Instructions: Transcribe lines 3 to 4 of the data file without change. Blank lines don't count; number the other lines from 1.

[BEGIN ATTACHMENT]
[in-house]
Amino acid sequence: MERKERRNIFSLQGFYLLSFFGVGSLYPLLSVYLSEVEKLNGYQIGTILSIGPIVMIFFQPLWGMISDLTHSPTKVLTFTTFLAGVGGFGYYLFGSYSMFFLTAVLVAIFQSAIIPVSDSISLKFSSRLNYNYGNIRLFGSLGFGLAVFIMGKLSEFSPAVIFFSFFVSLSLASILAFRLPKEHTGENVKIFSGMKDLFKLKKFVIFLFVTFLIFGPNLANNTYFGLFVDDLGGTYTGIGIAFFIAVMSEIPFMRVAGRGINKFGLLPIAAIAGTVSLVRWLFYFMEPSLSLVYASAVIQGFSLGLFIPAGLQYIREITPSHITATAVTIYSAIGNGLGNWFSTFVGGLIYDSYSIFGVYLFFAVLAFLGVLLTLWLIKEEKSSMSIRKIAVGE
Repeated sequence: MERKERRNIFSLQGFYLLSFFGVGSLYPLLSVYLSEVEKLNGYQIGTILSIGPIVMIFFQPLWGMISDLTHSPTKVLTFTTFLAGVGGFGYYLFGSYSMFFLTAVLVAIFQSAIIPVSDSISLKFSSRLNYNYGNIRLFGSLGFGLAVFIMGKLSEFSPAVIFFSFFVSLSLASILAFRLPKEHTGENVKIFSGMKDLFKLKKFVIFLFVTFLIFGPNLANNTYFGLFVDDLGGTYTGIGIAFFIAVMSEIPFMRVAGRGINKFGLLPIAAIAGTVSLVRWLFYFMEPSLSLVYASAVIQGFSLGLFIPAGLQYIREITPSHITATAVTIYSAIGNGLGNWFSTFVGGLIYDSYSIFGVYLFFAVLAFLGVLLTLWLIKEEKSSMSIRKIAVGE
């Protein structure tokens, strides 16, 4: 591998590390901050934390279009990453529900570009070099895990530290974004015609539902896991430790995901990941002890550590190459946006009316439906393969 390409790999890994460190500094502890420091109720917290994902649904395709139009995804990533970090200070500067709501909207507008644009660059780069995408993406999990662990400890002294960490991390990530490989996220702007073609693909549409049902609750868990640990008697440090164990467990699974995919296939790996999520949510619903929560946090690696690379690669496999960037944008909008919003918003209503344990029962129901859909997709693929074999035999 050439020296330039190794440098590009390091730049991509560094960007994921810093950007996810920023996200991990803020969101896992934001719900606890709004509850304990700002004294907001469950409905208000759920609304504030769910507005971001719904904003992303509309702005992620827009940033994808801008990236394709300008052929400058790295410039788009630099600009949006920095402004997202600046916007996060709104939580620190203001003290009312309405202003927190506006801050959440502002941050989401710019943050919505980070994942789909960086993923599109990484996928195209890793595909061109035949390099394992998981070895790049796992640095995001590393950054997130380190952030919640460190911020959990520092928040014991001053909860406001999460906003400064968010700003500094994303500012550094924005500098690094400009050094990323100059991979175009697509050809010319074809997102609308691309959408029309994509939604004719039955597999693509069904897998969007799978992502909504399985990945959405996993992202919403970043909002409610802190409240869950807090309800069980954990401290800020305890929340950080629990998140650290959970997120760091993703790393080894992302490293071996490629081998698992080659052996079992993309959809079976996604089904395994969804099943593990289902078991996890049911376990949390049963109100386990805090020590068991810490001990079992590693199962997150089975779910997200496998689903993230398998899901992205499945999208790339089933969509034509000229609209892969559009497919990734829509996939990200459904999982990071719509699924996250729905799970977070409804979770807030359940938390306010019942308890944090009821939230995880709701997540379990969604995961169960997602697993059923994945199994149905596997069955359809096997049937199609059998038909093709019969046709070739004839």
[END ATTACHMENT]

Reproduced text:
Repeated sequence: MERKERRNIFSLQGFYLLSFFGVGSLYPLLSVYLSEVEKLNGYQIGTILSIGPIVMIFFQPLWGMISDLTHSPTKVLTFTTFLAGVGGFGYYLFGSYSMFFLTAVLVAIFQSAIIPVSDSISLKFSSRLNYNYGNIRLFGSLGFGLAVFIMGKLSEFSPAVIFFSFFVSLSLASILAFRLPKEHTGENVKIFSGMKDLFKLKKFVIFLFVTFLIFGPNLANNTYFGLFVDDLGGTYTGIGIAFFIAVMSEIPFMRVAGRGINKFGLLPIAAIAGTVSLVRWLFYFMEPSLSLVYASAVIQGFSLGLFIPAGLQYIREITPSHITATAVTIYSAIGNGLGNWFSTFVGGLIYDSYSIFGVYLFFAVLAFLGVLLTLWLIKEEKSSMSIRKIAVGE
């Protein structure tokens, strides 16, 4: 591998590390901050934390279009990453529900570009070099895990530290974004015609539902896991430790995901990941002890550590190459946006009316439906393969 390409790999890994460190500094502890420091109720917290994902649904395709139009995804990533970090200070500067709501909207507008644009660059780069995408993406999990662990400890002294960490991390990530490989996220702007073609693909549409049902609750868990640990008697440090164990467990699974995919296939790996999520949510619903929560946090690696690379690669496999960037944008909008919003918003209503344990029962129901859909997709693929074999035999 050439020296330039190794440098590009390091730049991509560094960007994921810093950007996810920023996200991990803020969101896992934001719900606890709004509850304990700002004294907001469950409905208000759920609304504030769910507005971001719904904003992303509309702005992620827009940033994808801008990236394709300008052929400058790295410039788009630099600009949006920095402004997202600046916007996060709104939580620190203001003290009312309405202003927190506006801050959440502002941050989401710019943050919505980070994942789909960086993923599109990484996928195209890793595909061109035949390099394992998981070895790049796992640095995001590393950054997130380190952030919640460190911020959990520092928040014991001053909860406001999460906003400064968010700003500094994303500012550094924005500098690094400009050094990323100059991979175009697509050809010319074809997102609308691309959408029309994509939604004719039955597999693509069904897998969007799978992502909504399985990945959405996993992202919403970043909002409610802190409240869950807090309800069980954990401290800020305890929340950080629990998140650290959970997120760091993703790393080894992302490293071996490629081998698992080659052996079992993309959809079976996604089904395994969804099943593990289902078991996890049911376990949390049963109100386990805090020590068991810490001990079992590693199962997150089975779910997200496998689903993230398998899901992205499945999208790339089933969509034509000229609209892969559009497919990734829509996939990200459904999982990071719509699924996250729905799970977070409804979770807030359940938390306010019942308890944090009821939230995880709701997540379990969604995961169960997602697993059923994945199994149905596997069955359809096997049937199609059998038909093709019969046709070739004839």